I found myself in a conversation with a group of sales leaders one recent cold and windy Sydney morning. It was a pretty casual affair over hot creamy lattes and some pretty fantastic blueberry muffins. The discussion touched on a few high level sales challenges but we didn't really get into any depth. That is until we landed on the subject of value.
Being the leader of a sales realignment company that helps organisations to place customer value at the heart of everything they do, you’ll appreciate how highly tuned I am to this issue. To save time I’ll summarise the short but spirited debate by saying that although value was seen as being an important element of the sales process, if it got in the way of making a sale they would simply move on with the pursuit.
Sure, it was all well and good to have that lofty goal but sales people had to be busy selling. All that time searching for value, well let’s just say that deal isn't going to close itself!
Unfortunately I had another pressing engagement so didn't get the opportunity to challenge this thinking or to share our perspective on what value really means before I had to depart, so I left the discussion somewhat deflated yet still unwavering in my belief that like Jake and Elwood from The Blue Brothers movie we are “On a mission from God”. This whole experience got me thinking. If value is seen as being almost peripheral to the sales process, a kind of add on that’s nice to have but ultimately a luxury we can do without, what is it that you’re selling? Or to put it another way - What is it that your customer is buying?
Before we answer that lets discuss value for a moment.
Webster’s defines value as, “The property or aggregate properties of a thing that renders it useful or desirable.” An example of the difference between price and value would be the accountant who charges you $500 to do your tax returns but saves you $2,000, as compared to what you would've paid in taxes had you been doing the returns yourself. Add to this $2,000 the twenty hours of hair-pulling frustration she saves you, plus the added security of knowing it is done correctly. So while her fee (price) was $500, the value she provided was four times that fee in cash terms, and much more than that when you take the full experience into account. At the same time, while she charged you $500 for the work, it didn't cost her nearly that much to do the work, so she made a significant profit, too - which she should, given the value she provided.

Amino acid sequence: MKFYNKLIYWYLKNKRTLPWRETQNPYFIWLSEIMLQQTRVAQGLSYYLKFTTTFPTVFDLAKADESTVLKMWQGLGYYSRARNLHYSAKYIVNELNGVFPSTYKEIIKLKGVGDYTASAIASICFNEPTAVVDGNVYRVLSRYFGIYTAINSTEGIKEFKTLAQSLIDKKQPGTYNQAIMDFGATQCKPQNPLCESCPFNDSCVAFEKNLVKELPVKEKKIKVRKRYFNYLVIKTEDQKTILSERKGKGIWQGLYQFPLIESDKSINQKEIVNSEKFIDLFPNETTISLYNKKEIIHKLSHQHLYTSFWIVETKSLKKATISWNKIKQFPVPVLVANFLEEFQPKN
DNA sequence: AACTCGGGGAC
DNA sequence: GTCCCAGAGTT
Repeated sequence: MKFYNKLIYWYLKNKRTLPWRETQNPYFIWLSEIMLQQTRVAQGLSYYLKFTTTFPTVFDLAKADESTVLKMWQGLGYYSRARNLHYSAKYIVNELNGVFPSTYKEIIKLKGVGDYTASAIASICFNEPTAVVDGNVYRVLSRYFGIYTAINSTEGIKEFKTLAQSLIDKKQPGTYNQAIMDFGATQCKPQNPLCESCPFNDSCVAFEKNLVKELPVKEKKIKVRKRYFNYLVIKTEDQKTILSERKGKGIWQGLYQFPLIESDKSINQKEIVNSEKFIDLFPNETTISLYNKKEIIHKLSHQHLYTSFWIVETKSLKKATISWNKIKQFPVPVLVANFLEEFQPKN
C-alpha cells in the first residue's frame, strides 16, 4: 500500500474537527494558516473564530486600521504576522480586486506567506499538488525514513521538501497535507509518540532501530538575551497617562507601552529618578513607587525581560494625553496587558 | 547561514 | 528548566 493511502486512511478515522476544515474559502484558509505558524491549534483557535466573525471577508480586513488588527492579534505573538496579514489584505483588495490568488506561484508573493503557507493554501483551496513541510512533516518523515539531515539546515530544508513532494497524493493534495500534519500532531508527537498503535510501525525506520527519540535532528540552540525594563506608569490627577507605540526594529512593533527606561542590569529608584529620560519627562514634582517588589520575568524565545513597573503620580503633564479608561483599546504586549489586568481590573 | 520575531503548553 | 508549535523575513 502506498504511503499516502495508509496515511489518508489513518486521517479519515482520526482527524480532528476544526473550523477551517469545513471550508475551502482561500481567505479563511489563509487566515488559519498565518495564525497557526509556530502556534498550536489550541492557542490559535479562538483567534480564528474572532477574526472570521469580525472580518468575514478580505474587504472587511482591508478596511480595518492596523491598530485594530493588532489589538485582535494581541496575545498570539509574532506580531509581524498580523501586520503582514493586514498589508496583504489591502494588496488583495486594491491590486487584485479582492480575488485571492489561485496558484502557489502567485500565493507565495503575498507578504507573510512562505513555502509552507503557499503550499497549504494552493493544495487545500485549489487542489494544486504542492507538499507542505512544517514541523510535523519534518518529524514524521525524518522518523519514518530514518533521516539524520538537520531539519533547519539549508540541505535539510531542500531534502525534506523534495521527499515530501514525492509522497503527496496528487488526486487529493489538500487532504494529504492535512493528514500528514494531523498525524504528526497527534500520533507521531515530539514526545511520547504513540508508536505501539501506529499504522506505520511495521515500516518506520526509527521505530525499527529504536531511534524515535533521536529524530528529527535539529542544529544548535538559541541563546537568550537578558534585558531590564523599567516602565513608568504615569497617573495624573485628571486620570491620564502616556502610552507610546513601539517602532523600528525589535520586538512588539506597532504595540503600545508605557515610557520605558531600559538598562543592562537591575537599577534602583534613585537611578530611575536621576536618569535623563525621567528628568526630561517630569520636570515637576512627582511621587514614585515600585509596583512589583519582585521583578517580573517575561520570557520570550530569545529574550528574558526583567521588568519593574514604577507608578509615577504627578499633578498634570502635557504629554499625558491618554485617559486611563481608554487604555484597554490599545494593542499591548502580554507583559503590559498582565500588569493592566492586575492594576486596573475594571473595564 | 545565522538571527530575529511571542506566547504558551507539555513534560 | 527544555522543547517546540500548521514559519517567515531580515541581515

In The Go-Giver book by our founder Bob Burg and his co-author John David Mann, one character explains this first principle to the main character, an up and coming but very frustrated young business man named Joe, by parsing the distinction between three restaurants of differing levels of quality:
“The bad restaurant tries to give just enough food and service, both in quantity and quality, to justify the money it takes from the customer. The good restaurant strives to give the most quantity and quality for the money it takes. But the great restaurant - ahh, the great restaurant strives to defy imagination! Its goal is to provide a higher quality of food and service than any amount of money could possibly pay for.”
The first restaurant may or may not survive, and the same goes for the second - but the third will survive and thrive.
This is the essence of the personal value proposition (or, in this case, the business’s value proposition, which most likely is a direct reflection of the restaurant owner’s personal value proposition). It is the trade secret of all exceptional businesses and the core element that lies at the heart of their success: providing more in value than they receive in payment.
As Bob and John write “The ability to provide exceptional value is not limited to only the highest-end businesses or those with luxury-level product lines. The ‘great restaurant’ in the example could be a high-end fine dining establishment, and it could just as easily be a simple grill and sandwich counter, local tavern or coffee shop serving fantastic muffins.
It is the driving force behind the stunning success of high-end Japanese car maker Lexus and no-frills US airline Southwest, both of whom have not only simply survived but thrived - in an era when their competitors are struggling to stay alive.”
Value is value - not price. And the consistent over delivery of value is the cornerstone for stratospheric success regardless of the scale of your business.
So, getting back to where we started. First we need to accept that in the eyes of our customer, value is the target we must always have our laser guided sights set on. If we accept that premise then how can it be viewed as an ‘optional extra’ that gets in the way of the sales process? Actually it is everything about the sale. As Bob Burg often says, nobody is going to buy from you because you have a quota to meet or even because you believe so much in your product or service that they absolutely should buy. They will buy only because they believe there is more value in having your product or service than in the price they pay to receive it.
Ian J Lowe is the CEO of Go-Givers Australia, a sales transformation, coaching and consulting organisation offering a unique culture-defining philosophy and framework that makes giving value the cornerstone of a refreshingly open and authentic approach to selling.
Image Credit: The Blue Brothers Movie, Universal Pictures 1980